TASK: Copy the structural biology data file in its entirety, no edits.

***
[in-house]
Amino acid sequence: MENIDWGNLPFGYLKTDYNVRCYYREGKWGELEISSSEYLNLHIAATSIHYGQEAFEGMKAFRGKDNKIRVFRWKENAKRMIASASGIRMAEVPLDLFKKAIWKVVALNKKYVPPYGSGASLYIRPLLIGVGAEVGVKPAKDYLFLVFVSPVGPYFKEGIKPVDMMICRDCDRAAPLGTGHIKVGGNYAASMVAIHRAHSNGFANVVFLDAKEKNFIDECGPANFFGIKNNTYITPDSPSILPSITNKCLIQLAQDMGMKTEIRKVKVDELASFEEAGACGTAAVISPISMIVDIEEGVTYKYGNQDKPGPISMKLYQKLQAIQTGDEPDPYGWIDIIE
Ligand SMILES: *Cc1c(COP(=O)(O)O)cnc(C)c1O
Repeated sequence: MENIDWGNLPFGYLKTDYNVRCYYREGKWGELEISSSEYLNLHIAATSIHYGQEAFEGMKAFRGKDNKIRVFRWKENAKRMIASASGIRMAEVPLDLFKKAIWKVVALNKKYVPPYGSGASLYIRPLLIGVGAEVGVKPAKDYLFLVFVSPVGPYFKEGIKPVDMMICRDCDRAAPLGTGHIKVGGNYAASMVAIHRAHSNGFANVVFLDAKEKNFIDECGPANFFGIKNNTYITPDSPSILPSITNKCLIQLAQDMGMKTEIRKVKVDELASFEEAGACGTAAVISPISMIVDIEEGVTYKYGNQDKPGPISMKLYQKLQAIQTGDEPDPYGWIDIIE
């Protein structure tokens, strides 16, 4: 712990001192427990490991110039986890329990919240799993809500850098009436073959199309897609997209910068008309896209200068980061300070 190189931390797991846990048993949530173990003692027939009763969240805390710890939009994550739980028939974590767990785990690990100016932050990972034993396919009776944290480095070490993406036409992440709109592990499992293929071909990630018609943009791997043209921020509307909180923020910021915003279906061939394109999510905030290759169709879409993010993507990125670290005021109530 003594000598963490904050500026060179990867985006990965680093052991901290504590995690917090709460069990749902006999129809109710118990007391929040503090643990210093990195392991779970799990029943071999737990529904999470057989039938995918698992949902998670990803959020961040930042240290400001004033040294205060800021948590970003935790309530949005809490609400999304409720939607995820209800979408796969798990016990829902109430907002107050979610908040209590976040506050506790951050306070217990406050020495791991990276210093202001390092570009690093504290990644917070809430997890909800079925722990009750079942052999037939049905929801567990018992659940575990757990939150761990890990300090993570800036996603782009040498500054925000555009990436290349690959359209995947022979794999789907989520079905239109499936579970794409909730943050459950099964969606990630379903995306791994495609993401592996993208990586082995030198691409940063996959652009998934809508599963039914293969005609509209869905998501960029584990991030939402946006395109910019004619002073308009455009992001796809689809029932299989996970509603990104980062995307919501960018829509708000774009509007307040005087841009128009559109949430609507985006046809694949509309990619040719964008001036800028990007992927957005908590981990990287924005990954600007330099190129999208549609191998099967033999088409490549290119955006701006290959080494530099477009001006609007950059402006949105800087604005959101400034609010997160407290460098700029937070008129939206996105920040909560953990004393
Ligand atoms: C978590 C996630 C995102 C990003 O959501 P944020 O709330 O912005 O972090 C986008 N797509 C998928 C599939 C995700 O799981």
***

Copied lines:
[in-house]
Amino acid sequence: MENIDWGNLPFGYLKTDYNVRCYYREGKWGELEISSSEYLNLHIAATSIHYGQEAFEGMKAFRGKDNKIRVFRWKENAKRMIASASGIRMAEVPLDLFKKAIWKVVALNKKYVPPYGSGASLYIRPLLIGVGAEVGVKPAKDYLFLVFVSPVGPYFKEGIKPVDMMICRDCDRAAPLGTGHIKVGGNYAASMVAIHRAHSNGFANVVFLDAKEKNFIDECGPANFFGIKNNTYITPDSPSILPSITNKCLIQLAQDMGMKTEIRKVKVDELASFEEAGACGTAAVISPISMIVDIEEGVTYKYGNQDKPGPISMKLYQKLQAIQTGDEPDPYGWIDIIE
Ligand SMILES: *Cc1c(COP(=O)(O)O)cnc(C)c1O
Repeated sequence: MENIDWGNLPFGYLKTDYNVRCYYREGKWGELEISSSEYLNLHIAATSIHYGQEAFEGMKAFRGKDNKIRVFRWKENAKRMIASASGIRMAEVPLDLFKKAIWKVVALNKKYVPPYGSGASLYIRPLLIGVGAEVGVKPAKDYLFLVFVSPVGPYFKEGIKPVDMMICRDCDRAAPLGTGHIKVGGNYAASMVAIHRAHSNGFANVVFLDAKEKNFIDECGPANFFGIKNNTYITPDSPSILPSITNKCLIQLAQDMGMKTEIRKVKVDELASFEEAGACGTAAVISPISMIVDIEEGVTYKYGNQDKPGPISMKLYQKLQAIQTGDEPDPYGWIDIIE
């Protein structure tokens, strides 16, 4: 712990001192427990490991110039986890329990919240799993809500850098009436073959199309897609997209910068008309896209200068980061300070 190189931390797991846990048993949530173990003692027939009763969240805390710890939009994550739980028939974590767990785990690990100016932050990972034993396919009776944290480095070490993406036409992440709109592990499992293929071909990630018609943009791997043209921020509307909180923020910021915003279906061939394109999510905030290759169709879409993010993507990125670290005021109530 003594000598963490904050500026060179990867985006990965680093052991901290504590995690917090709460069990749902006999129809109710118990007391929040503090643990210093990195392991779970799990029943071999737990529904999470057989039938995918698992949902998670990803959020961040930042240290400001004033040294205060800021948590970003935790309530949005809490609400999304409720939607995820209800979408796969798990016990829902109430907002107050979610908040209590976040506050506790951050306070217990406050020495791991990276210093202001390092570009690093504290990644917070809430997890909800079925722990009750079942052999037939049905929801567990018992659940575990757990939150761990890990300090993570800036996603782009040498500054925000555009990436290349690959359209995947022979794999789907989520079905239109499936579970794409909730943050459950099964969606990630379903995306791994495609993401592996993208990586082995030198691409940063996959652009998934809508599963039914293969005609509209869905998501960029584990991030939402946006395109910019004619002073308009455009992001796809689809029932299989996970509603990104980062995307919501960018829509708000774009509007307040005087841009128009559109949430609507985006046809694949509309990619040719964008001036800028990007992927957005908590981990990287924005990954600007330099190129999208549609191998099967033999088409490549290119955006701006290959080494530099477009001006609007950059402006949105800087604005959101400034609010997160407290460098700029937070008129939206996105920040909560953990004393
Ligand atoms: C978590 C996630 C995102 C990003 O959501 P944020 O709330 O912005 O972090 C986008 N797509 C998928 C599939 C995700 O799981």